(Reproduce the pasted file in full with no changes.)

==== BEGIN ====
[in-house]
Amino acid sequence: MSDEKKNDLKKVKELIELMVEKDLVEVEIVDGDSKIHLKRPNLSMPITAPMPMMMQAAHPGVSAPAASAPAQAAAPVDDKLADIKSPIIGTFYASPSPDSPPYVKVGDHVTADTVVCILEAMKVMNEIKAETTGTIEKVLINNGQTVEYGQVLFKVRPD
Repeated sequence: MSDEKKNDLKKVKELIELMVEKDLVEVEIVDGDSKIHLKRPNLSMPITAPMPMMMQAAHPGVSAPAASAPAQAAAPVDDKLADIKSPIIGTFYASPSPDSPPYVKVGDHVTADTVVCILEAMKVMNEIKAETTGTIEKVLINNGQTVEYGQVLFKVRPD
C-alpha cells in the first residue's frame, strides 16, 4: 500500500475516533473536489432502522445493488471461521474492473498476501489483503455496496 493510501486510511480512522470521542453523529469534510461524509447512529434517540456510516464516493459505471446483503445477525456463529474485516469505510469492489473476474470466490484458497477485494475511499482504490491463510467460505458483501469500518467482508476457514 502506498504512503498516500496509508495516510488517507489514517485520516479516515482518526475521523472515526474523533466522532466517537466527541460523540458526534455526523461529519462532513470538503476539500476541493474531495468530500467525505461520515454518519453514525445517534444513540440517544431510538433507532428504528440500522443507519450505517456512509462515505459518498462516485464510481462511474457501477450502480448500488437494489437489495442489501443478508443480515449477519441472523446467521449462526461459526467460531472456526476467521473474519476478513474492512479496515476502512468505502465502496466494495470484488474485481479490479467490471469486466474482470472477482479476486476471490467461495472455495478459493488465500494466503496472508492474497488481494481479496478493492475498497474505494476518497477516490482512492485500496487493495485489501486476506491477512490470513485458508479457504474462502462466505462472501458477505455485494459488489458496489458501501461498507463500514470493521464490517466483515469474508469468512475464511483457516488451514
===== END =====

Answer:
[in-house]
Amino acid sequence: MSDEKKNDLKKVKELIELMVEKDLVEVEIVDGDSKIHLKRPNLSMPITAPMPMMMQAAHPGVSAPAASAPAQAAAPVDDKLADIKSPIIGTFYASPSPDSPPYVKVGDHVTADTVVCILEAMKVMNEIKAETTGTIEKVLINNGQTVEYGQVLFKVRPD
Repeated sequence: MSDEKKNDLKKVKELIELMVEKDLVEVEIVDGDSKIHLKRPNLSMPITAPMPMMMQAAHPGVSAPAASAPAQAAAPVDDKLADIKSPIIGTFYASPSPDSPPYVKVGDHVTADTVVCILEAMKVMNEIKAETTGTIEKVLINNGQTVEYGQVLFKVRPD
C-alpha cells in the first residue's frame, strides 16, 4: 500500500475516533473536489432502522445493488471461521474492473498476501489483503455496496 493510501486510511480512522470521542453523529469534510461524509447512529434517540456510516464516493459505471446483503445477525456463529474485516469505510469492489473476474470466490484458497477485494475511499482504490491463510467460505458483501469500518467482508476457514 502506498504512503498516500496509508495516510488517507489514517485520516479516515482518526475521523472515526474523533466522532466517537466527541460523540458526534455526523461529519462532513470538503476539500476541493474531495468530500467525505461520515454518519453514525445517534444513540440517544431510538433507532428504528440500522443507519450505517456512509462515505459518498462516485464510481462511474457501477450502480448500488437494489437489495442489501443478508443480515449477519441472523446467521449462526461459526467460531472456526476467521473474519476478513474492512479496515476502512468505502465502496466494495470484488474485481479490479467490471469486466474482470472477482479476486476471490467461495472455495478459493488465500494466503496472508492474497488481494481479496478493492475498497474505494476518497477516490482512492485500496487493495485489501486476506491477512490470513485458508479457504474462502462466505462472501458477505455485494459488489458496489458501501461498507463500514470493521464490517466483515469474508469468512475464511483457516488451514